An Arab-American civil rights organization has asked "American Sniper" director Clint Eastwood and actor Bradley Cooper to denounce hateful language directed at U.S. Arabs and Muslims after the release of the Hollywood duo's film about a Navy marksman.
The American-Arab Anti-Discrimination Committee said in a letter to Eastwood and Cooper that its members had become targets of "violent threats" since early last week, days before "American Sniper" went into general release.
The film is nominated for six Academy Awards, including best picture, and is a box office hit.
The ADC said it was working with the Federal Bureau of Investigation and police to assess the threats. The letter said that Eastwood and Cooper, the film's producer and star, could add credibility to the ADC's message of tolerance.
The film tells the story of Chris Kyle, a Navy SEAL who was a sniper in Iraq. Kyle had 160 kills in Iraq, a count that is considered the highest in U.S. military history. Many believe that the film sanitizes the depiction of Kyle, who called Muslims "savages" in his memoir, and that the film glorifies war.
"It is our opinion that you could play a significant role in assisting us in alleviating the danger we are facing," the letter, dated Jan. 21, said. A copy was provided to Reuters on Saturday.
Kyle was killed by a disgruntled U.S. veteran at a gun range near his Texas home in early 2013.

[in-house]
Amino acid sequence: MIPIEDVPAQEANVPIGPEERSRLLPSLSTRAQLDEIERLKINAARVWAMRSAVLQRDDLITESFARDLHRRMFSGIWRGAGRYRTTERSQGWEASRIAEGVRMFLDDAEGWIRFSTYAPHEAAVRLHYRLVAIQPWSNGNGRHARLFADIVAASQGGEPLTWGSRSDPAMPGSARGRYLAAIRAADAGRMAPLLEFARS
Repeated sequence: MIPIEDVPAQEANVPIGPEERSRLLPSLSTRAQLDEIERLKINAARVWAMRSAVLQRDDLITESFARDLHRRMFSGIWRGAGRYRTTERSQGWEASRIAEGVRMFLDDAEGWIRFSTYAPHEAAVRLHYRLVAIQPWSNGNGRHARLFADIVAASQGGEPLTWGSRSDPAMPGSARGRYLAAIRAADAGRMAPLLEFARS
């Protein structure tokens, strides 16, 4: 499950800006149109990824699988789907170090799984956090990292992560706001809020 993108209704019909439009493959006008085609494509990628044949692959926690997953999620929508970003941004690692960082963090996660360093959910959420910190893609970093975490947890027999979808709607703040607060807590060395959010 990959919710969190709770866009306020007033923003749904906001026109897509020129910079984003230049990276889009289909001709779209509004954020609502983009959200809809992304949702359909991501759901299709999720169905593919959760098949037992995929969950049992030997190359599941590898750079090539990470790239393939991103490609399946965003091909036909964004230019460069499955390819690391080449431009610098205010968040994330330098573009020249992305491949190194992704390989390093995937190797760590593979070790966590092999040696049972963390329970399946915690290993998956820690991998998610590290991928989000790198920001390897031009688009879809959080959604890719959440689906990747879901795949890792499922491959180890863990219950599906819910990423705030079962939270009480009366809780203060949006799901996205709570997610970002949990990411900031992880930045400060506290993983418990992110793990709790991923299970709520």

ADC President Samer Khalaf said on Saturday that it did not make sense to call for a boycott of the film because of its success at the box office.
"People are going to see the movie. If we boycott it, it will only cause people to want to see it more," he said.
Instead, the Washington-based ADC asked Arabs and Muslims to send them messages deemed threatening. More than 100 have been collected, all on social media.
"Nice to see a movie where the Arabs are portrayed for who they really are, vermin scum intent on destroying us," said one Twitter post collected by the ADC.
No incidents of physical violence have been reported since the release of the film.
Khalaf, who has not seen the film, said public statements from Eastwood and Cooper, as well as calming tensions, would send a message that "Arabs are Americans and Muslims are Americans."
He said he has not received a response from Eastwood or Cooper.
Spokesmen for Eastwood and Cooper had no immediate response to requests for comment.
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